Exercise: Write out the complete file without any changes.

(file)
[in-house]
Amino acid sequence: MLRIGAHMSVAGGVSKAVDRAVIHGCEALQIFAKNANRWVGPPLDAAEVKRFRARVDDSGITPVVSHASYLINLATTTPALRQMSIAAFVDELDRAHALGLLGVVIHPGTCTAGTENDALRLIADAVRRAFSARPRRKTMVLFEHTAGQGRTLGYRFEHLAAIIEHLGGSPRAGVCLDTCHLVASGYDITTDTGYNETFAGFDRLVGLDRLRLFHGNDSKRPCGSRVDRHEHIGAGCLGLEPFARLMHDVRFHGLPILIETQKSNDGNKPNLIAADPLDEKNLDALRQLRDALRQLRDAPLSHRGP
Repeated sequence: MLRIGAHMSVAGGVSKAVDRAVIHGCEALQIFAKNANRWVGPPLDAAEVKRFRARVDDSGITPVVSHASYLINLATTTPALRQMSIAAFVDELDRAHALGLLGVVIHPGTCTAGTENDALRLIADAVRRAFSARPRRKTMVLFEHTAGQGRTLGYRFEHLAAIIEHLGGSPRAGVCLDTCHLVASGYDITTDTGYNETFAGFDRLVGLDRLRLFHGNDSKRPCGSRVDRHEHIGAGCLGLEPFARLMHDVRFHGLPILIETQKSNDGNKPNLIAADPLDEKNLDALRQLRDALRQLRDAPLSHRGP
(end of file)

[in-house]
Amino acid sequence: MLRIGAHMSVAGGVSKAVDRAVIHGCEALQIFAKNANRWVGPPLDAAEVKRFRARVDDSGITPVVSHASYLINLATTTPALRQMSIAAFVDELDRAHALGLLGVVIHPGTCTAGTENDALRLIADAVRRAFSARPRRKTMVLFEHTAGQGRTLGYRFEHLAAIIEHLGGSPRAGVCLDTCHLVASGYDITTDTGYNETFAGFDRLVGLDRLRLFHGNDSKRPCGSRVDRHEHIGAGCLGLEPFARLMHDVRFHGLPILIETQKSNDGNKPNLIAADPLDEKNLDALRQLRDALRQLRDAPLSHRGP
Repeated sequence: MLRIGAHMSVAGGVSKAVDRAVIHGCEALQIFAKNANRWVGPPLDAAEVKRFRARVDDSGITPVVSHASYLINLATTTPALRQMSIAAFVDELDRAHALGLLGVVIHPGTCTAGTENDALRLIADAVRRAFSARPRRKTMVLFEHTAGQGRTLGYRFEHLAAIIEHLGGSPRAGVCLDTCHLVASGYDITTDTGYNETFAGFDRLVGLDRLRLFHGNDSKRPCGSRVDRHEHIGAGCLGLEPFARLMHDVRFHGLPILIETQKSNDGNKPNLIAADPLDEKNLDALRQLRDALRQLRDAPLSHRGP